- 3 Min Read
- 9 Apr 2020
Karukinka Natural Park: An Innovative Model of Conservation
Karukinka Natural Park is a very special place with a very special story. Roughly the size of Rhode Island, it spans 735,522 acres across the southern edge of Patagonia on the archipelago of Tierra del Fuego—a land visited by both Magellan and Darwin. Within its borders you can find the world’s southernmost old-growth forest, a complex of wetland systems, peat bogs, mountains, and alpine meadows, plus over 90 animal species. And since 2004, this incredible wealth of natural diversity has all been carefully protected thanks to a unique public-private partnership between Goldman Sachs and the Wildlife Conservation Society (WCS). Together, they’ve set an incredible new standard for conservation worldwide.
For Lindblad naturalist Santiago Imberti, the park holds particularly special and personal meaning—it’s where he met his wife Melissa, a WCS representative and Karukinka’s park coordinator. The two got to know each other when she came aboard National Geographic Explorer to speak with guests—and the rest was history! Here, Santiago shares some thoughts on Karukinka’s many wonders.
Bent and sculptural, the trees in this forest tell the story of a wild and windswept landscape. Photo: Linda Burback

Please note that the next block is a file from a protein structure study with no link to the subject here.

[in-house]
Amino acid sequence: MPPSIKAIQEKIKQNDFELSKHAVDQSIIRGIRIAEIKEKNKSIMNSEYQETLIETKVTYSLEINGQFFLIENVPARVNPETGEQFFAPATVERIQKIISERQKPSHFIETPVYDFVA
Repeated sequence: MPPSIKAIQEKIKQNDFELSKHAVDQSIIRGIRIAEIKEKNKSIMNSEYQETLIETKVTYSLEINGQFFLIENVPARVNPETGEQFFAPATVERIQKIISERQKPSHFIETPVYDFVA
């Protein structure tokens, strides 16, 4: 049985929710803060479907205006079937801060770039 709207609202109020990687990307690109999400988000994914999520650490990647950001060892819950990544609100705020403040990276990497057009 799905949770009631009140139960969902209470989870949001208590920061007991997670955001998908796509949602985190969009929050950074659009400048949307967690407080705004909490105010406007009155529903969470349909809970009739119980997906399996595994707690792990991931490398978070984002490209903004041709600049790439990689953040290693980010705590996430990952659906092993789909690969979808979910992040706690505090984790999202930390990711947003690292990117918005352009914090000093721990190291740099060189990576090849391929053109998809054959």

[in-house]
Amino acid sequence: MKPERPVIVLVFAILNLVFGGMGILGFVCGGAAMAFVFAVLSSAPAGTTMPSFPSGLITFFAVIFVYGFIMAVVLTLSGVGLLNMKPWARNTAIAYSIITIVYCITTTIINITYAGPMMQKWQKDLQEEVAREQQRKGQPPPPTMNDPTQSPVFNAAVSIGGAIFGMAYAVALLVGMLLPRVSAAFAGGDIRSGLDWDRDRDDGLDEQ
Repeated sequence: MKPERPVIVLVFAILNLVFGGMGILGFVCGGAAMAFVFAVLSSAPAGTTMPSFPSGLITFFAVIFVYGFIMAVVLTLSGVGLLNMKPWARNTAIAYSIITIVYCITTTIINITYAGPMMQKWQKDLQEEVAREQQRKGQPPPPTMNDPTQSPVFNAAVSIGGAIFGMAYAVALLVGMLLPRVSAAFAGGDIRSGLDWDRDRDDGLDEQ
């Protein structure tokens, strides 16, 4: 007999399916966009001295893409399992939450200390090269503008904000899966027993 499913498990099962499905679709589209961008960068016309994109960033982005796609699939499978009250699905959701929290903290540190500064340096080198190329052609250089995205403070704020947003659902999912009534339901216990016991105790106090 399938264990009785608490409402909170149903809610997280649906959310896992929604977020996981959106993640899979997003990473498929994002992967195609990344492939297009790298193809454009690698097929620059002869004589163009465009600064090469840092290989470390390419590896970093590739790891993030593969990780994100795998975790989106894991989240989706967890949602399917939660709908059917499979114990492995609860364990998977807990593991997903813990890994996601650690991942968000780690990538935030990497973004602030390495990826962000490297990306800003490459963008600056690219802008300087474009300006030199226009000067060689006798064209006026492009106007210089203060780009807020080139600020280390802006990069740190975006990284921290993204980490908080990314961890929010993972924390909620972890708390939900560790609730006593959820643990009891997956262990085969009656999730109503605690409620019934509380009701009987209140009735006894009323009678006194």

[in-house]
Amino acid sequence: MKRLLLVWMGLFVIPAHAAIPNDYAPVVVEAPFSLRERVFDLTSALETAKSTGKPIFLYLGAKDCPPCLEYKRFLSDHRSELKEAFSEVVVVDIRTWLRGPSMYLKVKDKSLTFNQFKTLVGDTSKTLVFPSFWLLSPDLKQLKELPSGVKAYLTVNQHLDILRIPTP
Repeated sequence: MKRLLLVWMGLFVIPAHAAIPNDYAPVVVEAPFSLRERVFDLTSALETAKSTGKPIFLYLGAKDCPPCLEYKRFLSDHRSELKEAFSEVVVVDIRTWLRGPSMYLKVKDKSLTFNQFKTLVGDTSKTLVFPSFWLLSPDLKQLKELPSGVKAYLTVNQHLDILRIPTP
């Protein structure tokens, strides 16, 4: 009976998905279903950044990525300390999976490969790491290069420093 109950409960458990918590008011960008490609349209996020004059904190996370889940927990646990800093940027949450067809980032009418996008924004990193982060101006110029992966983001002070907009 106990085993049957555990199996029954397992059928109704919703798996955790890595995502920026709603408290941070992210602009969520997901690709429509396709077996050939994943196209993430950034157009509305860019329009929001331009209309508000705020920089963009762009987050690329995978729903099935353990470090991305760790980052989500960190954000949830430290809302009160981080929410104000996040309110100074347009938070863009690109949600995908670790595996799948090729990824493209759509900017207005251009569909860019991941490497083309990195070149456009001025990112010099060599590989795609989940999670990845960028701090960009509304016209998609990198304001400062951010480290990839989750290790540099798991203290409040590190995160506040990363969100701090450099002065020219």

"Karukinka Park represents a surprising and positive turn of events for the natural world. Here you can find glaciers, and typically Antarctic leopard seals, resting on a nearby ice floe! You can see native guanaco, endangered culpeo foxes and black-browed albatross. The juxtaposition of all these incredible elements in one place, against a backdrop of thick, wind-tortured forest and steep fjords is truly unique. Hiking into the forest reveals smaller yet surprising wonders: carnivorous plants, delicate sub-Antarctic flowers, and endemic hummingbirds and Austral parrots, which seem totally out of place in these southern latitudes. Off the coast in the surrounding waters, there have been recent sightings of Chilean dolphins, humpback whales and sei whales too."
Special permission is required to enter the park and spot charismatic wildlife like this elated elephant seal.
"A forest that was once set to be destroyed by a timber company was successfully rescued at the last minute when the conservation movement won a huge battle against economic interests to save this massive, southernmost woodland on the planet. When the company went bankrupt, a timely donation from Goldman Sachs to the Wildlife Conservation Society (WCS) created the largest protected tract of forest in Tierra del Fuego, conserving habitats from the depths of the fjords, to the top of the southern Andes, and everything in between. An area that was used by nomads and canoe people for thousands of years, as huge middens still testify, is now preserved for its natural and historical value. These are rare places where albatross breed in protected waters; Andean condors soar above them; and elephant seals bask on sandy beaches."